Browse results

You are looking at 1 - 10 of 45,650 items for :

  • Classical Studies x
  • Search level: Chapters/Articles x
Clear All
Author: Attila Németh

Abstract

Seneca’s masterful application of metaphors often illuminates some Stoic technical terminology in contexts, which render them meaningful and familiar to his Roman readers. In this paper I argue that in certain instances, these metaphors are also used to organize whole systems of concepts that refer to an essential theoretical component of Seneca’s philosophy. By studying the literary and philosophical context of these metaphors, I reconstruct Seneca’s requirement for moral self-improvement in his Epistles and propose that his conception of conscientia or ‘moral conscience’—a notion scattered throughout his writings but which, as the examination of his systematic metaphors will prove, has a consistent, identical function everywhere it appears—points to some novel rational characteristics of the philosopher’s conception of the self.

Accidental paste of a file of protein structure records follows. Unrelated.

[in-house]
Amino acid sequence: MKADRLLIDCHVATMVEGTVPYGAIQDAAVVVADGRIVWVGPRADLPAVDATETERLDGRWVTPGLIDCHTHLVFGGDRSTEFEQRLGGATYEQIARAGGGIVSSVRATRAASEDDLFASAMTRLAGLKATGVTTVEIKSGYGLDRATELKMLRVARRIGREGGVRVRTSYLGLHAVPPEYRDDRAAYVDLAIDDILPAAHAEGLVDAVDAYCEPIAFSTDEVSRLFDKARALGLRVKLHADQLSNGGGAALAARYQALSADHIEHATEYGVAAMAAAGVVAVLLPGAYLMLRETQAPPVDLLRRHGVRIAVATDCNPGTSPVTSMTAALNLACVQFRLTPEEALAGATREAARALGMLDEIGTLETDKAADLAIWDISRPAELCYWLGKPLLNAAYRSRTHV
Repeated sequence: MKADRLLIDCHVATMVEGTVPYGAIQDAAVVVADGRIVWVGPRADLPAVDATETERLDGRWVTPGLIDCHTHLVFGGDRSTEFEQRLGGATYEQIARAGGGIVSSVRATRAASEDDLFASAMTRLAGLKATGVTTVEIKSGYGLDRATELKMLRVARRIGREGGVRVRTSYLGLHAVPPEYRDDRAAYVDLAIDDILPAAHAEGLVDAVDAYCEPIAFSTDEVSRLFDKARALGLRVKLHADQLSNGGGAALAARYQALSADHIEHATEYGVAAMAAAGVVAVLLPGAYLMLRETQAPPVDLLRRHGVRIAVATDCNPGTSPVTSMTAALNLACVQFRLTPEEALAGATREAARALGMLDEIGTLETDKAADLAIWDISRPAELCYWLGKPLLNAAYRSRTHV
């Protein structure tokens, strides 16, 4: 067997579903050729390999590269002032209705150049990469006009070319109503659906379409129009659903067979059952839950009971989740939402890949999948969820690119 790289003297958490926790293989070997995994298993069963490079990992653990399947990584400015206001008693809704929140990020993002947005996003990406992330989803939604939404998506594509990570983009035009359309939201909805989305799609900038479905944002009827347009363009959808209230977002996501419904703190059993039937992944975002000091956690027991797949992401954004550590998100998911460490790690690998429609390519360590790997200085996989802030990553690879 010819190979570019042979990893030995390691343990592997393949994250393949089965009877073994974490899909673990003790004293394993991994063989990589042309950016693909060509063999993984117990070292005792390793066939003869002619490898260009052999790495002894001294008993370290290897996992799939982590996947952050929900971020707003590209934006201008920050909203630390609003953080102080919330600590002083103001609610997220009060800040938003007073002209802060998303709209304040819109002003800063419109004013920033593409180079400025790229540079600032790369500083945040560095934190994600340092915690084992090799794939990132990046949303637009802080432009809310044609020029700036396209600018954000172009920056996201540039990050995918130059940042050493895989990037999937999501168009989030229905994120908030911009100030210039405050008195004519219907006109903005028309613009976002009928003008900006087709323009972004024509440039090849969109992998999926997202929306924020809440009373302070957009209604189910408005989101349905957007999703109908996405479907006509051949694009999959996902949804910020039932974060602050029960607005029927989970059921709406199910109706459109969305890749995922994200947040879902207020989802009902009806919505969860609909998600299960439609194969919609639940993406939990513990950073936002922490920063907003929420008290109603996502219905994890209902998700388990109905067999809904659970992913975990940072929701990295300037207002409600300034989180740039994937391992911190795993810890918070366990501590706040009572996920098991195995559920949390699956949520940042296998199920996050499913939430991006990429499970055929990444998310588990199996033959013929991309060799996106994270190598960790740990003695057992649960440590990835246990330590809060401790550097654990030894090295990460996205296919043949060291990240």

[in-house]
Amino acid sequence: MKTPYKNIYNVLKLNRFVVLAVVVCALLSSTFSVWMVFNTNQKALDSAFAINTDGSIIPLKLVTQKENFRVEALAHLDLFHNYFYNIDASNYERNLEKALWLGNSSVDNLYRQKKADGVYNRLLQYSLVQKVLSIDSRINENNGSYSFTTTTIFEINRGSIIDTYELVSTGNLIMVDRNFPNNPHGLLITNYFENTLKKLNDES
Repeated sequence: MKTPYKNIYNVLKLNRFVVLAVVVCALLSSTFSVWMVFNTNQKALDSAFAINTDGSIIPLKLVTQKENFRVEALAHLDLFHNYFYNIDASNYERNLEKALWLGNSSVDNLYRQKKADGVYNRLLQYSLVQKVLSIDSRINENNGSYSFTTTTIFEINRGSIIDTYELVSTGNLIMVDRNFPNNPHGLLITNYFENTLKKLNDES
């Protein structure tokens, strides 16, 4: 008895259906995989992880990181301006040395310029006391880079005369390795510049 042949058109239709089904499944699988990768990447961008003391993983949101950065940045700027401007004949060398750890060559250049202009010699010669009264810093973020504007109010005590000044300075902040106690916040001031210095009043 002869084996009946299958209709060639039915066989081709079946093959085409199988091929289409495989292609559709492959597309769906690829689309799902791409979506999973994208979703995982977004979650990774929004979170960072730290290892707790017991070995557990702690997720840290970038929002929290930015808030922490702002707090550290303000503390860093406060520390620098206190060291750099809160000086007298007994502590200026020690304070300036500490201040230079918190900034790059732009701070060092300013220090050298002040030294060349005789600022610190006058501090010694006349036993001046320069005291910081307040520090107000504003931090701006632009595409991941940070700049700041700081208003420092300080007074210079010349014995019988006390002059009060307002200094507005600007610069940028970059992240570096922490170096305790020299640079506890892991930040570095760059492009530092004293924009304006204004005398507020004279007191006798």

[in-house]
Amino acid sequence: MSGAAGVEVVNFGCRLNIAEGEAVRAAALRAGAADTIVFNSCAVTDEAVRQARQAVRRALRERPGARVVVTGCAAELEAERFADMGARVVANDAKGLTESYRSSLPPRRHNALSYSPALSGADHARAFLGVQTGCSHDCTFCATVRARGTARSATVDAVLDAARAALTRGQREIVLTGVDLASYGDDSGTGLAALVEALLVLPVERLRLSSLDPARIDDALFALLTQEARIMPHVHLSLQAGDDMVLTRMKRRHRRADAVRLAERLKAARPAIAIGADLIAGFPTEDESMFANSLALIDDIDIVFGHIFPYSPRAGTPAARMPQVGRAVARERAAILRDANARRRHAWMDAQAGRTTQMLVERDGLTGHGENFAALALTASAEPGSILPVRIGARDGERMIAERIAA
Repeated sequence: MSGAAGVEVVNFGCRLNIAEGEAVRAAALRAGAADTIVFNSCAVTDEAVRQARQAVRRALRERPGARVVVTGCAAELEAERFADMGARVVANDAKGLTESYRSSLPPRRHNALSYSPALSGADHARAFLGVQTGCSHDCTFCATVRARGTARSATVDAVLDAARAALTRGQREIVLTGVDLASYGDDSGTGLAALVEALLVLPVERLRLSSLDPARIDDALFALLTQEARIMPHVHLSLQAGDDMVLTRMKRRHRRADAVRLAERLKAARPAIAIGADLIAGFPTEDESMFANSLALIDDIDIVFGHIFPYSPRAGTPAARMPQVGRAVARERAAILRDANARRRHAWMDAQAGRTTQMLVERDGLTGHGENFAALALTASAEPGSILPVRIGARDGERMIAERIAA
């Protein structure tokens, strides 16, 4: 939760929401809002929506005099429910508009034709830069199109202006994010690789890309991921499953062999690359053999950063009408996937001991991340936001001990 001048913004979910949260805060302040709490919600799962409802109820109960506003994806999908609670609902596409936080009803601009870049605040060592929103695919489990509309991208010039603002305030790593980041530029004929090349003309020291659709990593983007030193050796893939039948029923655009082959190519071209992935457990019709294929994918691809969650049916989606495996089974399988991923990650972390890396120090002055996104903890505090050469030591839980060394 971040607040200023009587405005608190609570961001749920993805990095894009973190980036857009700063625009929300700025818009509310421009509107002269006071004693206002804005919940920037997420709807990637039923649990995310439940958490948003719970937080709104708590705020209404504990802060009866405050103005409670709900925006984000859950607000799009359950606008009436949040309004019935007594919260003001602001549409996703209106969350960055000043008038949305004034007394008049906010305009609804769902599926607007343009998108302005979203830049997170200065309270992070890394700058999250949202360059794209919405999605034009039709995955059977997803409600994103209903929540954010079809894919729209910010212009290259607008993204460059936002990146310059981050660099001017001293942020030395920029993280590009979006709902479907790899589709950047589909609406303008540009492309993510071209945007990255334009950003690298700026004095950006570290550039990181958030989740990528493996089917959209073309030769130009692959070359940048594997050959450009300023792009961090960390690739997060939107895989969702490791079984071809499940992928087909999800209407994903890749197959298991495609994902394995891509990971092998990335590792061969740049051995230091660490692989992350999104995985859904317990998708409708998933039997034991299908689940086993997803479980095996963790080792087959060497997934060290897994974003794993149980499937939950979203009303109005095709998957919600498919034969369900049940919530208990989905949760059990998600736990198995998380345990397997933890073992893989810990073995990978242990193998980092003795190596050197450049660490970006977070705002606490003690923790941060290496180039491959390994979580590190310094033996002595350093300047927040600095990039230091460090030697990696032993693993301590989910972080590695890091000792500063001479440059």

In: Mnemosyne
In: The Reflexes of Syllabic Liquids in Ancient Greek
In: The Reflexes of Syllabic Liquids in Ancient Greek
In: The Reflexes of Syllabic Liquids in Ancient Greek
In: The Reflexes of Syllabic Liquids in Ancient Greek
In: The Reflexes of Syllabic Liquids in Ancient Greek
In: The Reflexes of Syllabic Liquids in Ancient Greek
In: The Reflexes of Syllabic Liquids in Ancient Greek
In: The Reflexes of Syllabic Liquids in Ancient Greek
In: The Reflexes of Syllabic Liquids in Ancient Greek